April 16 has different means for many people. For Jews around the world it marks the Day of Remembrance, a time to pause to remember the horrors of the Holocaust. Its whispered theme is “never again.”

The Holocaust was real for Liviu Librescu. As a child in his native Romania, Nazi guards herded him and his family into the ghetto of Foscani. About 300,000 Jews died in the coming years due to the forced labor and terror.

Liviu had keen skills in math and could think in abstract forms and was a natural for an engineer. After working at an aerospace factory in Communist Romania, he wanted more. The Israeli government pled his case, allowing his family to come to America in 1985. He enrolled in postgraduate work, completing his studies in 1994. His alma mater was Virginia Tech.

On April 16, 2007, Liviu had to endure another horror. A gunman killed 32 people and wounded 17 others.

As an engineering teacher at Virginia Tech, Liviu heard the “bang-bang” of a Glock handgun echoing down the hallways of Norris Hall and the footsteps were coming toward his classroom full of students.

At the door, the 76-year-old survivor of the Holocaust, put his body against the door. A push and shove but he did not let it open. The gunman fired through the door panel, killing Librescu but moving onto other classrooms. His students to whom he was lecturing a few minutes before his death all survived.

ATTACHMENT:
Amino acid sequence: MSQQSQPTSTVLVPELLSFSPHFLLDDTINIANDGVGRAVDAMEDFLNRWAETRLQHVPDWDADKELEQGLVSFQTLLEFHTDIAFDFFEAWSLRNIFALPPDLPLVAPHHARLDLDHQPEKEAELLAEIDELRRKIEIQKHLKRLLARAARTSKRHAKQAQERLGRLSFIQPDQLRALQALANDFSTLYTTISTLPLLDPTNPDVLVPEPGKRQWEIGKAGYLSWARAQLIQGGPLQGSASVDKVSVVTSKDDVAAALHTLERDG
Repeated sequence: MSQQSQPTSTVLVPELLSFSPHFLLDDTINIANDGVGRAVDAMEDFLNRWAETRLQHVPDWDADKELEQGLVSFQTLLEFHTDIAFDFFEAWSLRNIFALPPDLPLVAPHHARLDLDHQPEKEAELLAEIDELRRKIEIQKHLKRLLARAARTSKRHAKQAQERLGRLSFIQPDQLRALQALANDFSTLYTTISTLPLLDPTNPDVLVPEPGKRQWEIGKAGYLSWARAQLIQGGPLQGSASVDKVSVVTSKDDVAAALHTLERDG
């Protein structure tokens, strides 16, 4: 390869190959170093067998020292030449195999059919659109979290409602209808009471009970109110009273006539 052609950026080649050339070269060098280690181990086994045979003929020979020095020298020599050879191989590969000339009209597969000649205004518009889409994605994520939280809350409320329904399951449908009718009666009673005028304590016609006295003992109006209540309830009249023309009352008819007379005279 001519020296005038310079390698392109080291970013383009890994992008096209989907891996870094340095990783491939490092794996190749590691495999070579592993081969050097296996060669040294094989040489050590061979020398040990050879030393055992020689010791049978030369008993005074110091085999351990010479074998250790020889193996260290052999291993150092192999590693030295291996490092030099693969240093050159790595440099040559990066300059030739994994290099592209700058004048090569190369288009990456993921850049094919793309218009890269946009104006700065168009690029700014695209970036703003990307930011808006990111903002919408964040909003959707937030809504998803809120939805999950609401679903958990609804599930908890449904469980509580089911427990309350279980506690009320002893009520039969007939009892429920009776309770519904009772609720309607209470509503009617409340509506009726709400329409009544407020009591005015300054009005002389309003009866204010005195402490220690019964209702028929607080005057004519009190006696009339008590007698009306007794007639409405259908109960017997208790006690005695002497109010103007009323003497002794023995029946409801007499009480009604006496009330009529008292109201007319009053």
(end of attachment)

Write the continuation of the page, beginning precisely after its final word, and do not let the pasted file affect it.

Life is difficult, and, at times, senseless. Solomon mulled over existed with the word “emptiness” ready at his lips. That becomes an excuse not to help, not to aid, not to save. The pain of past suffering stifles many. They do not speak up about faith because of what people might think. They slink into the shadow of silence because it “might embarrass” or “I might be rejected.”

Some men survive the unspeakable abuse and pain. That becomes their springboard to help others. No one asks us to stand in front of a door to face a crazed killer. Many times it only requires us not to be silent of the evil around us.

Several young people have their lives in front of them because of a single action of a mild-mannered solid mechanics professor who had memory of the Holocaust. Whose destiny will be affected by what you do or refuse to do?